Eclypsium reported all four issues to Supermicro, and the vendor released patches on its website for Supermicro X9, X10, and X11 boards.
"We want to thank the researchers who have identified the BMC Virtual Media vulnerability," a Supermicro spokesperson told ZDNet in an email last week.
The vendor also said it worked closely with Eclypsium to validate that the fixes worked as intended, and they should now be safe to use.
"Key changes include wrapping the virtual media service with TLS, removing plaintext authentication functionality, and fixing the bug that led to authentication bypass," Rick Altherr, Principal Engineer at Eclypsium, told ZDNet in an email, about Supermicro's fixes.
The most dangerous bug
Of the four bugs, the fourth is the one that's most likely to cause problems. The bug allows a malicious hacker to initiate repeated connections to the BMC web interface's virtual media service (Java app) until they land on the same server socket that was used by a legitimate admin.
But while exploiting this vulnerability seems like a matter of blind luck, Altherr doesn't recommend that companies take a chance.
"While the exact conditions that lead to socket number reuse in Linux can be complex and thus it is mostly blind luck, the single-user usage model of the virtual media service tends to significantly increase the chances," he told ZDNet.
"In our testing, we were able to reliably exploit the authentication bypass against a BMC weeks after the virtual media service had been used by a legitimate user."
When this happens, the attacker can interact with the BMC, despite not having proper BMC credentials.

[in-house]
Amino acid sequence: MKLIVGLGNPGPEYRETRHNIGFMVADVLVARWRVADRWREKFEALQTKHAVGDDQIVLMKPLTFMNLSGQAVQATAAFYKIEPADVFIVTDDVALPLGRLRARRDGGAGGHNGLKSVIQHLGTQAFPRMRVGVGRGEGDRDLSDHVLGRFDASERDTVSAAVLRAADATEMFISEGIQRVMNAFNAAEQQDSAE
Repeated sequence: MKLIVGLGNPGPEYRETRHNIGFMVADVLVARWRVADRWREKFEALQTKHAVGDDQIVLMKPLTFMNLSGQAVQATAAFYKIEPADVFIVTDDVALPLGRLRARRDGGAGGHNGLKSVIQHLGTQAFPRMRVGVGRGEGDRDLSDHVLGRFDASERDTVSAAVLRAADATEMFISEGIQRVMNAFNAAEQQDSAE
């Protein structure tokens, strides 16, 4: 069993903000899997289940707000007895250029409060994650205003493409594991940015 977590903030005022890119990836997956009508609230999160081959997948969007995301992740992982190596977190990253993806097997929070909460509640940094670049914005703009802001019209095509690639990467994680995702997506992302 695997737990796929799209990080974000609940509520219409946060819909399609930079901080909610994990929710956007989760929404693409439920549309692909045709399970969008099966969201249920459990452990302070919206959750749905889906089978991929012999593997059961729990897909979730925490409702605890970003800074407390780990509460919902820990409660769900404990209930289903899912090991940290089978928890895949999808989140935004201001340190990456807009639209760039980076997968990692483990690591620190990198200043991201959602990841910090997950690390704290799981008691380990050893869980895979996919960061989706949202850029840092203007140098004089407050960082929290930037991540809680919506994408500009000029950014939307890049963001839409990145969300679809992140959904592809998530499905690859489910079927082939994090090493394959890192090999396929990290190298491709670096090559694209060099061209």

While mimicking a USB looks innocuous, the Eclypsium research team said an attacker can "boot the machine from a malicious USB image, exfiltrate data over a USB mass storage device, or use a virtual USB Rubber Ducky that rapidly performs a sequence of carefully crafted keystrokes to perform virtually any other type of hacking against the BMC, the firmware, or the server it manages."
Between 47,000 and 55,000 Supermicro BMCs exposed online
Attacks like these are dangerous when carried out with physical access, but they're even more dangerous when performed via a remote vector like the internet.
"A scan of TCP port 623 across the Internet revealed 47,339 BMCs from over 90 different countries with the affected virtual media service publicly accessible," Eclypsium researchers said.
These systems are now in danger of coming under attack, and potentially getting compromised.
Attackers can plant malware on these systems that can survive OS reinstalls, or even temporarily brick servers, a tactic that can be used to sabotage competitors or for extorting ransom payments from organizations running systems with exposed BMC virtual media ports.
The vast majority of these systems were on the networks of data centers and web hosting providers, exposing these companies and their respective customers to USBAnywhere attacks.
Supermicro: Install patches, take BMCs off the internet
"Industry best practice is operating BMCs on an isolated private network not exposed to the internet, which would reduce, but not eliminate the identified exposure," a Supermicro spokesperson told ZDNet last week.
The company recommends that customers install the latest patches to completely mitigate the USBAnywhere attack vector for good.
This isn't the first time that security experts are warning about leaving BMC/IPMI management interfaces accessible from the internet.
In 2013, academics found 100,000 IPMI-enabled systems from three major vendors that were reachable via the internet. At the time, BMC firmware protections weren't a standard, and all those servers were in danger of having their firmware reflashed with malicious versions.